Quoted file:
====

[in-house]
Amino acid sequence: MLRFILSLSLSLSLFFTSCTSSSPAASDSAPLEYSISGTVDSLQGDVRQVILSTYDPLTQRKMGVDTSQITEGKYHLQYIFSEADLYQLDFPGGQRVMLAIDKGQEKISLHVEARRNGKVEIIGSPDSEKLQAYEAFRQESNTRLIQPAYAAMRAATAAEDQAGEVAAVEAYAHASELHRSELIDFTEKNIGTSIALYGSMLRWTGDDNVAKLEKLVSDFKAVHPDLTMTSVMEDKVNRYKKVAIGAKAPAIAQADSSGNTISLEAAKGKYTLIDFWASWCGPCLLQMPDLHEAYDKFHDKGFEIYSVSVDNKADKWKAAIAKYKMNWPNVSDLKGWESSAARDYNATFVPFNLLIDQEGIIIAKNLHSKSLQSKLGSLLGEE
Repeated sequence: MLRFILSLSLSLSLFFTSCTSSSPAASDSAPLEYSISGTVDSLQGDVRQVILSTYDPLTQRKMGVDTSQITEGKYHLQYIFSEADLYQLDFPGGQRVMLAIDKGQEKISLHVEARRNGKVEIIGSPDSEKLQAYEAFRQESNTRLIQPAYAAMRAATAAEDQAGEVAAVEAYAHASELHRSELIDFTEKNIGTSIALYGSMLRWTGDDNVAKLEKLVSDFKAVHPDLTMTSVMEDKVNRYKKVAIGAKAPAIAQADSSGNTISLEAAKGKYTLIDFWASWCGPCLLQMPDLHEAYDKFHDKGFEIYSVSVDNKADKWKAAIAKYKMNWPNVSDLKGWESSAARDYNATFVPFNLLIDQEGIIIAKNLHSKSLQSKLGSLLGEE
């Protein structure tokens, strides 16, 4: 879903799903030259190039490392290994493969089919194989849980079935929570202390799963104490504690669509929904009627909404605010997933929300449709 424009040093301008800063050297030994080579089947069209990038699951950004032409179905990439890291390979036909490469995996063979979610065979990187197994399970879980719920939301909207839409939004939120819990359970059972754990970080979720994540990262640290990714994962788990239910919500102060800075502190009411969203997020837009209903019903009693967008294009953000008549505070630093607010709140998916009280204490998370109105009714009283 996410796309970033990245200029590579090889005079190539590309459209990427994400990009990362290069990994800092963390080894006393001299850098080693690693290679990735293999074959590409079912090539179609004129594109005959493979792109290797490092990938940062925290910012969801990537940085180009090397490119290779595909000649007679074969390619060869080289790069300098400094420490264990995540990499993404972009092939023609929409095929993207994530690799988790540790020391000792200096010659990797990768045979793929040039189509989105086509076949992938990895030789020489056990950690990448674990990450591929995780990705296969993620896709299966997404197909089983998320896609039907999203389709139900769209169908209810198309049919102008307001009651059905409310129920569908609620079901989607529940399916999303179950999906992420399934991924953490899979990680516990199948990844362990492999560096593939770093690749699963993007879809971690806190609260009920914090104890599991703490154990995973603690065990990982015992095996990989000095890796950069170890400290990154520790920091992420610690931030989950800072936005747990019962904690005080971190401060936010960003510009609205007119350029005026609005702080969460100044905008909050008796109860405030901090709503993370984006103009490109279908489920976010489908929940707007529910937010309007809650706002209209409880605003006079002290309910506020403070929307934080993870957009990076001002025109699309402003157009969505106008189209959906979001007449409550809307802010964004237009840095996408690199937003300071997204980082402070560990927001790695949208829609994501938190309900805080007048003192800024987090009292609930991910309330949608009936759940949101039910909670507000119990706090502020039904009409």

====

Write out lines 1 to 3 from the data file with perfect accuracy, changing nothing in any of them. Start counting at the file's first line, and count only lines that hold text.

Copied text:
[in-house]
Amino acid sequence: MLRFILSLSLSLSLFFTSCTSSSPAASDSAPLEYSISGTVDSLQGDVRQVILSTYDPLTQRKMGVDTSQITEGKYHLQYIFSEADLYQLDFPGGQRVMLAIDKGQEKISLHVEARRNGKVEIIGSPDSEKLQAYEAFRQESNTRLIQPAYAAMRAATAAEDQAGEVAAVEAYAHASELHRSELIDFTEKNIGTSIALYGSMLRWTGDDNVAKLEKLVSDFKAVHPDLTMTSVMEDKVNRYKKVAIGAKAPAIAQADSSGNTISLEAAKGKYTLIDFWASWCGPCLLQMPDLHEAYDKFHDKGFEIYSVSVDNKADKWKAAIAKYKMNWPNVSDLKGWESSAARDYNATFVPFNLLIDQEGIIIAKNLHSKSLQSKLGSLLGEE
Repeated sequence: MLRFILSLSLSLSLFFTSCTSSSPAASDSAPLEYSISGTVDSLQGDVRQVILSTYDPLTQRKMGVDTSQITEGKYHLQYIFSEADLYQLDFPGGQRVMLAIDKGQEKISLHVEARRNGKVEIIGSPDSEKLQAYEAFRQESNTRLIQPAYAAMRAATAAEDQAGEVAAVEAYAHASELHRSELIDFTEKNIGTSIALYGSMLRWTGDDNVAKLEKLVSDFKAVHPDLTMTSVMEDKVNRYKKVAIGAKAPAIAQADSSGNTISLEAAKGKYTLIDFWASWCGPCLLQMPDLHEAYDKFHDKGFEIYSVSVDNKADKWKAAIAKYKMNWPNVSDLKGWESSAARDYNATFVPFNLLIDQEGIIIAKNLHSKSLQSKLGSLLGEE